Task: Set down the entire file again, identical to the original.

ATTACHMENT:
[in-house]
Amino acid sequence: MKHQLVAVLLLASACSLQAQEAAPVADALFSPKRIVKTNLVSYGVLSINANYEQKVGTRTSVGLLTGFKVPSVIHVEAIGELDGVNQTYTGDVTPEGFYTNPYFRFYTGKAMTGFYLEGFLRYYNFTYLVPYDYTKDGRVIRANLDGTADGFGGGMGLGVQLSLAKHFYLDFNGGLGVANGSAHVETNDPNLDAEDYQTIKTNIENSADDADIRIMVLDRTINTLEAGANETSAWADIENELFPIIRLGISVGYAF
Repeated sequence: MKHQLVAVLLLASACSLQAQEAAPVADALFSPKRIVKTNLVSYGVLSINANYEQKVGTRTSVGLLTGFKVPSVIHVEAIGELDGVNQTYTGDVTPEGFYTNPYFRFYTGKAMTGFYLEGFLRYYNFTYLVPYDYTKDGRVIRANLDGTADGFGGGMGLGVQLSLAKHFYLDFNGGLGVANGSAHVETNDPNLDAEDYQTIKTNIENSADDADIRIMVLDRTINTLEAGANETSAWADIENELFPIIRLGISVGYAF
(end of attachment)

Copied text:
[in-house]
Amino acid sequence: MKHQLVAVLLLASACSLQAQEAAPVADALFSPKRIVKTNLVSYGVLSINANYEQKVGTRTSVGLLTGFKVPSVIHVEAIGELDGVNQTYTGDVTPEGFYTNPYFRFYTGKAMTGFYLEGFLRYYNFTYLVPYDYTKDGRVIRANLDGTADGFGGGMGLGVQLSLAKHFYLDFNGGLGVANGSAHVETNDPNLDAEDYQTIKTNIENSADDADIRIMVLDRTINTLEAGANETSAWADIENELFPIIRLGISVGYAF
Repeated sequence: MKHQLVAVLLLASACSLQAQEAAPVADALFSPKRIVKTNLVSYGVLSINANYEQKVGTRTSVGLLTGFKVPSVIHVEAIGELDGVNQTYTGDVTPEGFYTNPYFRFYTGKAMTGFYLEGFLRYYNFTYLVPYDYTKDGRVIRANLDGTADGFGGGMGLGVQLSLAKHFYLDFNGGLGVANGSAHVETNDPNLDAEDYQTIKTNIENSADDADIRIMVLDRTINTLEAGANETSAWADIENELFPIIRLGISVGYAF